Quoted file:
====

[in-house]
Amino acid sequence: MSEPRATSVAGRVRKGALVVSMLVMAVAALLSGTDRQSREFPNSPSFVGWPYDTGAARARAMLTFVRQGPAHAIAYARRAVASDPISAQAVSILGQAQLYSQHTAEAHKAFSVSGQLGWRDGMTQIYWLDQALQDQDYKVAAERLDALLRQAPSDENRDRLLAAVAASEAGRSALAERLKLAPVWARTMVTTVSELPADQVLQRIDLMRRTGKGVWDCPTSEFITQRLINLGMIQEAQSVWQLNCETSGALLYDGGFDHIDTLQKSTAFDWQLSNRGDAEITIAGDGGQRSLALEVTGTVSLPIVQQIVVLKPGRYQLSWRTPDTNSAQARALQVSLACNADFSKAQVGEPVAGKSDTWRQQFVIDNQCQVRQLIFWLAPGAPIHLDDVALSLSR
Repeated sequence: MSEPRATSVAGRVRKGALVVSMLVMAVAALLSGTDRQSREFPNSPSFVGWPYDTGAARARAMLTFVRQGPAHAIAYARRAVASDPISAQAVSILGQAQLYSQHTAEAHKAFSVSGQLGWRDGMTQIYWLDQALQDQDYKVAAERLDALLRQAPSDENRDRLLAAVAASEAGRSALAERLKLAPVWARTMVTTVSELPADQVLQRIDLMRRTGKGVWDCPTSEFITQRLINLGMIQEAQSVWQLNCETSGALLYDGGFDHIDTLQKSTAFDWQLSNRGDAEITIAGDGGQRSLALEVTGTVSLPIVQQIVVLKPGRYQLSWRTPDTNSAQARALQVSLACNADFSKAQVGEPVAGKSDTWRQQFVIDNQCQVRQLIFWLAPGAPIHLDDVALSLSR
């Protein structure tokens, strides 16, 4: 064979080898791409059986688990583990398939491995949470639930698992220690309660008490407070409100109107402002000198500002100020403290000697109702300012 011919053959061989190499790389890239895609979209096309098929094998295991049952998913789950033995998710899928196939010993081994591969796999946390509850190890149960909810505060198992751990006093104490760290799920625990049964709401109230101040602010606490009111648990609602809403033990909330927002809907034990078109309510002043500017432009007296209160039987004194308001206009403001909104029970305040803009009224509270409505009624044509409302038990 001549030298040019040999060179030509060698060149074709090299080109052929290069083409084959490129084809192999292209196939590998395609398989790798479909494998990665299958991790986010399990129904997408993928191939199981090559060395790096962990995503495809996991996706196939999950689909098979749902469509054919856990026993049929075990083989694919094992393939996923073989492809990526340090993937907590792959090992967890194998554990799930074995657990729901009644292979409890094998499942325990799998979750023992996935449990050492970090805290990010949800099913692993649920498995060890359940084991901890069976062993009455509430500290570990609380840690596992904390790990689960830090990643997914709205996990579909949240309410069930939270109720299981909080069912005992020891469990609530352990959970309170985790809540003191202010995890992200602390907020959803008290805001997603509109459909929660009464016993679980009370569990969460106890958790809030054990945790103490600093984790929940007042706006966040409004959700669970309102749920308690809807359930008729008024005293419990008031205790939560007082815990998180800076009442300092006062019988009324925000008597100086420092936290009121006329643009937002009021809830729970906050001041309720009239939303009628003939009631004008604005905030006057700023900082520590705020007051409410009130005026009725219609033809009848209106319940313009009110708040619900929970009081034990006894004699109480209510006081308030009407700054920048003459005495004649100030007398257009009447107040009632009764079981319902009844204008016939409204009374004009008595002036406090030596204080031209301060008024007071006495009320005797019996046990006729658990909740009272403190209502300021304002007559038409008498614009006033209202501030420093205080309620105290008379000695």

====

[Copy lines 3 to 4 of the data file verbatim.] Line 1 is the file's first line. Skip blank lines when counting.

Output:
Repeated sequence: MSEPRATSVAGRVRKGALVVSMLVMAVAALLSGTDRQSREFPNSPSFVGWPYDTGAARARAMLTFVRQGPAHAIAYARRAVASDPISAQAVSILGQAQLYSQHTAEAHKAFSVSGQLGWRDGMTQIYWLDQALQDQDYKVAAERLDALLRQAPSDENRDRLLAAVAASEAGRSALAERLKLAPVWARTMVTTVSELPADQVLQRIDLMRRTGKGVWDCPTSEFITQRLINLGMIQEAQSVWQLNCETSGALLYDGGFDHIDTLQKSTAFDWQLSNRGDAEITIAGDGGQRSLALEVTGTVSLPIVQQIVVLKPGRYQLSWRTPDTNSAQARALQVSLACNADFSKAQVGEPVAGKSDTWRQQFVIDNQCQVRQLIFWLAPGAPIHLDDVALSLSR
């Protein structure tokens, strides 16, 4: 064979080898791409059986688990583990398939491995949470639930698992220690309660008490407070409100109107402002000198500002100020403290000697109702300012 011919053959061989190499790389890239895609979209096309098929094998295991049952998913789950033995998710899928196939010993081994591969796999946390509850190890149960909810505060198992751990006093104490760290799920625990049964709401109230101040602010606490009111648990609602809403033990909330927002809907034990078109309510002043500017432009007296209160039987004194308001206009403001909104029970305040803009009224509270409505009624044509409302038990 001549030298040019040999060179030509060698060149074709090299080109052929290069083409084959490129084809192999292209196939590998395609398989790798479909494998990665299958991790986010399990129904997408993928191939199981090559060395790096962990995503495809996991996706196939999950689909098979749902469509054919856990026993049929075990083989694919094992393939996923073989492809990526340090993937907590792959090992967890194998554990799930074995657990729901009644292979409890094998499942325990799998979750023992996935449990050492970090805290990010949800099913692993649920498995060890359940084991901890069976062993009455509430500290570990609380840690596992904390790990689960830090990643997914709205996990579909949240309410069930939270109720299981909080069912005992020891469990609530352990959970309170985790809540003191202010995890992200602390907020959803008290805001997603509109459909929660009464016993679980009370569990969460106890958790809030054990945790103490600093984790929940007042706006966040409004959700669970309102749920308690809807359930008729008024005293419990008031205790939560007082815990998180800076009442300092006062019988009324925000008597100086420092936290009121006329643009937002009021809830729970906050001041309720009239939303009628003939009631004008604005905030006057700023900082520590705020007051409410009130005026009725219609033809009848209106319940313009009110708040619900929970009081034990006894004699109480209510006081308030009407700054920048003459005495004649100030007398257009009447107040009632009764079981319902009844204008016939409204009374004009008595002036406090030596204080031209301060008024007071006495009320005797019996046990006729658990909740009272403190209502300021304002007559038409008498614009006033209202501030420093205080309620105290008379000695």